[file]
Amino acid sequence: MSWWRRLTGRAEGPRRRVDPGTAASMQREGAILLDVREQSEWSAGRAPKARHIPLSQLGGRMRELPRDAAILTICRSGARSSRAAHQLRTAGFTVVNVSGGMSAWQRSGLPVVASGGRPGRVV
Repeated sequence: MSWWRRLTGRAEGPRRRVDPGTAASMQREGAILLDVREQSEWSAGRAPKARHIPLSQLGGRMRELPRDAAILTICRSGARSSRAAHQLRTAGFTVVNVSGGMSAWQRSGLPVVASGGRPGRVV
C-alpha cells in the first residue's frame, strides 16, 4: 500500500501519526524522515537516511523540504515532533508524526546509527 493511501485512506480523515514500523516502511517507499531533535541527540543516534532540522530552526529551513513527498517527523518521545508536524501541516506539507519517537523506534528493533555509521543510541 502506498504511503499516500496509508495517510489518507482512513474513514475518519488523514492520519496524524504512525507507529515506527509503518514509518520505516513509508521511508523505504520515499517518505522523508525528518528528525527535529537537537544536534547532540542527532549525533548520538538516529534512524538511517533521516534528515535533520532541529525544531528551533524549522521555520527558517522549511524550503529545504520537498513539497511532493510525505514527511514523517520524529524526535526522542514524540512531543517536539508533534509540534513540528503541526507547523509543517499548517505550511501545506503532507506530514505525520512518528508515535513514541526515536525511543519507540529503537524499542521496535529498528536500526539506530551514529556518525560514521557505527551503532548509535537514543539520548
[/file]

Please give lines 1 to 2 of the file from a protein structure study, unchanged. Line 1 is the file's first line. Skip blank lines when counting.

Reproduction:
Amino acid sequence: MSWWRRLTGRAEGPRRRVDPGTAASMQREGAILLDVREQSEWSAGRAPKARHIPLSQLGGRMRELPRDAAILTICRSGARSSRAAHQLRTAGFTVVNVSGGMSAWQRSGLPVVASGGRPGRVV
Repeated sequence: MSWWRRLTGRAEGPRRRVDPGTAASMQREGAILLDVREQSEWSAGRAPKARHIPLSQLGGRMRELPRDAAILTICRSGARSSRAAHQLRTAGFTVVNVSGGMSAWQRSGLPVVASGGRPGRVV